Nightmare in the Sun (1965)

US / 79 minutes / color / Afilmco, Zodiac Dir & Pr: Marc Lawrence Scr: Ted Thomas, Fanya Lawrence Story: Marc Lawrence, George Fass Cine: Stanley Cortez Cast: John Derek, Aldo Ray, Arthur O’Connell, Ursula Andress, Sammy Davis Jr., Allyn Joslyn, Keenan Wynn, George Tobias, John Marley, Lurene Tuttle, Robert Duvall, Richard Jaeckel, Chick Chandler, Bill Challee (i.e., William Challee), Michael Petit (i.e., Michel Petit), James Waters, John Sebastian.

An oddball but interesting piece of rural noir that has languished in obscurity for a long while. There was a VHS release a couple of decades ago, but it seems to have had a very restricted distribution. Even so, it seems to be the only extant source for the movie.

It’d be nice to describe the obscurity as undeserved, but I’m not sure that’s completely accurate. If you go into the movie expecting it to obey the normal rules of narrative then you’re likely to be disappointed: judged in that context it’s fairly mediocre. If you’re happy simply to let Nightmare in the Sun take you wherever it chooses, then you may find it a more enjoyable viewing experience—if such a minor movie deserves such a pompous term. And it does, of course, have a pretty noteworthy cast.

John Derek as Steve

Thanks to a lift given him by a deaf trucker (Davis, in what must surely be the smallest role of his career), a hitchhiker called Steve (Derek) arrives in the small town of Calab, otherwise known as the butt end of nowhere. The friendly gas station proprietor, Hogan (Marley), informs him that the local sheriff don’t like him no hoboes, and advises him to get out of town while the going’s good.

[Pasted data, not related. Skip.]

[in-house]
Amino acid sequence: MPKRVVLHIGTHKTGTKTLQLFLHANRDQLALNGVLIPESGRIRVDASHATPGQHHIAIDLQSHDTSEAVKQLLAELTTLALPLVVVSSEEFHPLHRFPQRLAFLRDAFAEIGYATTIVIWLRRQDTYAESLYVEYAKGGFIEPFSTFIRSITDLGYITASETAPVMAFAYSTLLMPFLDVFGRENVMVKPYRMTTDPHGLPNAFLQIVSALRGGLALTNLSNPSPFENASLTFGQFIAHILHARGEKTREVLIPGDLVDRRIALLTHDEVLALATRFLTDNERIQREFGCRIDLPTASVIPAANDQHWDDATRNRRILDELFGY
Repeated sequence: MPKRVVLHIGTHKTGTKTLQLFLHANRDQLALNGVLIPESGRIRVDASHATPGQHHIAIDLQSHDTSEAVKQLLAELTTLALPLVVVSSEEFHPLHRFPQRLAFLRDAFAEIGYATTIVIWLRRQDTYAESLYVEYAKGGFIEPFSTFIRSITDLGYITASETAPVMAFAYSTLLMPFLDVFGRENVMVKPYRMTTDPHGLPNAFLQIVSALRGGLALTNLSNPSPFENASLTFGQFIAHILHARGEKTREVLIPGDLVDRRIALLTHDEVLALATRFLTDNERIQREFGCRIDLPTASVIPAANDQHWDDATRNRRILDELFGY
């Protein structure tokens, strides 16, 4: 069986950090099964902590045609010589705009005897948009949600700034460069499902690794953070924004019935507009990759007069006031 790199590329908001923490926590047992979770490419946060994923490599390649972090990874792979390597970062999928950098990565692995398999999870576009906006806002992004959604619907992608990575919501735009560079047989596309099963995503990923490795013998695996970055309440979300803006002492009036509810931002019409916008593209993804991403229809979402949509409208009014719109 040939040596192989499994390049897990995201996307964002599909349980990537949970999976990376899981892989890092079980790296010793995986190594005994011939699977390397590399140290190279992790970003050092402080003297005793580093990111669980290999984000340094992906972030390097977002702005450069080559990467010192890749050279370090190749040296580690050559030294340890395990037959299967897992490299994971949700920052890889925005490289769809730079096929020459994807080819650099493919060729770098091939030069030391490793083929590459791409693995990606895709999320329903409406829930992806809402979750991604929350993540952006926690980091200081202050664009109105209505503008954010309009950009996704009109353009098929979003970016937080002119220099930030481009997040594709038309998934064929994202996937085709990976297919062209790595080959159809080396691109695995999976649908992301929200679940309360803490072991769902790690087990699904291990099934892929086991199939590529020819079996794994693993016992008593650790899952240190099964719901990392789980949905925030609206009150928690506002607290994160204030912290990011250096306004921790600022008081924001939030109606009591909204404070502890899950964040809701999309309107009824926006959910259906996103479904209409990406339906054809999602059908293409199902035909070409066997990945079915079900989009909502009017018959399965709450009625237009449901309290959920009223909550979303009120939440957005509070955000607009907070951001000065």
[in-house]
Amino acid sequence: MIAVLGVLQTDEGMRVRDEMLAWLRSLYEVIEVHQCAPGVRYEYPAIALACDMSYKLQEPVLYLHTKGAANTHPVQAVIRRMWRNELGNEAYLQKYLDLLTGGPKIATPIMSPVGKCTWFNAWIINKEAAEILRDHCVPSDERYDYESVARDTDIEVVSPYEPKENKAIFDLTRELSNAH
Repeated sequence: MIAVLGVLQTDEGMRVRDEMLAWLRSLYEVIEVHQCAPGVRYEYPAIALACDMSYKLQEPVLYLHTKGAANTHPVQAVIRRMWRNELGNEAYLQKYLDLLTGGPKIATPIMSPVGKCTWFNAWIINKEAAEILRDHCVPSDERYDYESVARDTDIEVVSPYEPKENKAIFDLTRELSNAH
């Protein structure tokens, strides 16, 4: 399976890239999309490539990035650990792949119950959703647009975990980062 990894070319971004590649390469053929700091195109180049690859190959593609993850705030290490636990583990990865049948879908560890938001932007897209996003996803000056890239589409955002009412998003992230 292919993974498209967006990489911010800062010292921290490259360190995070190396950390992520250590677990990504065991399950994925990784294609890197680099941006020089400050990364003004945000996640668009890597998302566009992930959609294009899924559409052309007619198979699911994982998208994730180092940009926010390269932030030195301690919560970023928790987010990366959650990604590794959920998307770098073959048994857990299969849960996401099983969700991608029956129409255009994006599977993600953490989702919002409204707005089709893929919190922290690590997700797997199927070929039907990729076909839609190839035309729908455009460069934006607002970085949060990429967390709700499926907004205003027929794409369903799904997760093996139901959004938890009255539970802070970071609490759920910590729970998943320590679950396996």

Ursula Andress as Marsha

Steve is soon picked up by Marsha Wilson (Andress, whose marriage to Derek was by this time effectively over), ostentatiously unfaithful much younger wife of local bigshot and boozer Sam Wilson (O’Connell). She takes Steve back to the ranch and, enlisting the help of a swimming pool, seduces him with startling ease, bearing in mind how much he Continue reading

Taste of Evil, A (1971 TVM)

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Was someone trying to drive her . . . insane?
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US / 71 minutes / color / Aaron Spelling, ABC Dir: John Llewellyn Moxey Pr: Aaron Spelling Scr: Jimmy Sangster Cine: Arch Dalzell Cast: Barbara Stanwyck, Barbara Parkins, Roddy McDowall, William Windom, Arthur O’Connell, Bing Russell, Dawn Frame.

Taste of Evil - 0 opener

“Once upon a time there was a family who lived in a big house all by itself in the middle of great big woods. There was Mommy. She was very beautiful. Everyone loved her—especially Uncle Harold. He wasn’t my real uncle—just make-believe. Mommy made people laugh, because she was so happy herself. Then there was Daddy. He was very handsome and very kind. Everybody was mad about him. And last of all, because she was the youngest, there was Susan. She had no brothers or sisters, so she was on her own a lot. But she didn’t mind it, because she had her own special house in the woods that her daddy had built for her when she was a very little girl . . .”

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